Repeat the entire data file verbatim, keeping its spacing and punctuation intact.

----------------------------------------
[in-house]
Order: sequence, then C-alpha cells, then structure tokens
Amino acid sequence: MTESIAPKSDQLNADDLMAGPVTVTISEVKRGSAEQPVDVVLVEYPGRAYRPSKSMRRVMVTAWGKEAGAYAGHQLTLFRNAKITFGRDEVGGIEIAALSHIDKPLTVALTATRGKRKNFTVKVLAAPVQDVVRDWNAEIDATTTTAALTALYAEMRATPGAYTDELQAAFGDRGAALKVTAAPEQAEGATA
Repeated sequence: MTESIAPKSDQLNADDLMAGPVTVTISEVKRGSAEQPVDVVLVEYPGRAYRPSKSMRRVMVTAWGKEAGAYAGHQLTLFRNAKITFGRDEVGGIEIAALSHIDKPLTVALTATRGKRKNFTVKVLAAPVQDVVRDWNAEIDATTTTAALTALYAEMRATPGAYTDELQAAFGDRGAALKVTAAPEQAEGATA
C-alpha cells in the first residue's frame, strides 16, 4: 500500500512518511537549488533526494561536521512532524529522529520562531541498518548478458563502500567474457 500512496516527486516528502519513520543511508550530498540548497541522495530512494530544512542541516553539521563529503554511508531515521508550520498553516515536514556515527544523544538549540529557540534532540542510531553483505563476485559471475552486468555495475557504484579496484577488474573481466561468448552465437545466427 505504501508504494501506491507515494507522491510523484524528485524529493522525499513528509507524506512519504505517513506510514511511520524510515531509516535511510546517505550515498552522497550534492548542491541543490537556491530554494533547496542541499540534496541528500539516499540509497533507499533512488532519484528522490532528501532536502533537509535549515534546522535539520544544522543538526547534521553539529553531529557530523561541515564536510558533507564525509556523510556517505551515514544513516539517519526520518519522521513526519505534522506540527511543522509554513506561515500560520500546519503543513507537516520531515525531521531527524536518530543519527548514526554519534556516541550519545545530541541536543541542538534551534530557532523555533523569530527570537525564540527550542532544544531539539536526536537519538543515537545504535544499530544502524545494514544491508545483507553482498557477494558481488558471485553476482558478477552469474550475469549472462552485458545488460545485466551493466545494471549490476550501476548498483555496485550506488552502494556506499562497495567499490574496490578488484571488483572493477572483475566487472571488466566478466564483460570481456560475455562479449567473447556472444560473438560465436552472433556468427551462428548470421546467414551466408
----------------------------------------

[in-house]
Order: sequence, then C-alpha cells, then structure tokens
Amino acid sequence: MTESIAPKSDQLNADDLMAGPVTVTISEVKRGSAEQPVDVVLVEYPGRAYRPSKSMRRVMVTAWGKEAGAYAGHQLTLFRNAKITFGRDEVGGIEIAALSHIDKPLTVALTATRGKRKNFTVKVLAAPVQDVVRDWNAEIDATTTTAALTALYAEMRATPGAYTDELQAAFGDRGAALKVTAAPEQAEGATA
Repeated sequence: MTESIAPKSDQLNADDLMAGPVTVTISEVKRGSAEQPVDVVLVEYPGRAYRPSKSMRRVMVTAWGKEAGAYAGHQLTLFRNAKITFGRDEVGGIEIAALSHIDKPLTVALTATRGKRKNFTVKVLAAPVQDVVRDWNAEIDATTTTAALTALYAEMRATPGAYTDELQAAFGDRGAALKVTAAPEQAEGATA
C-alpha cells in the first residue's frame, strides 16, 4: 500500500512518511537549488533526494561536521512532524529522529520562531541498518548478458563502500567474457 500512496516527486516528502519513520543511508550530498540548497541522495530512494530544512542541516553539521563529503554511508531515521508550520498553516515536514556515527544523544538549540529557540534532540542510531553483505563476485559471475552486468555495475557504484579496484577488474573481466561468448552465437545466427 505504501508504494501506491507515494507522491510523484524528485524529493522525499513528509507524506512519504505517513506510514511511520524510515531509516535511510546517505550515498552522497550534492548542491541543490537556491530554494533547496542541499540534496541528500539516499540509497533507499533512488532519484528522490532528501532536502533537509535549515534546522535539520544544522543538526547534521553539529553531529557530523561541515564536510558533507564525509556523510556517505551515514544513516539517519526520518519522521513526519505534522506540527511543522509554513506561515500560520500546519503543513507537516520531515525531521531527524536518530543519527548514526554519534556516541550519545545530541541536543541542538534551534530557532523555533523569530527570537525564540527550542532544544531539539536526536537519538543515537545504535544499530544502524545494514544491508545483507553482498557477494558481488558471485553476482558478477552469474550475469549472462552485458545488460545485466551493466545494471549490476550501476548498483555496485550506488552502494556506499562497495567499490574496490578488484571488483572493477572483475566487472571488466566478466564483460570481456560475455562479449567473447556472444560473438560465436552472433556468427551462428548470421546467414551466408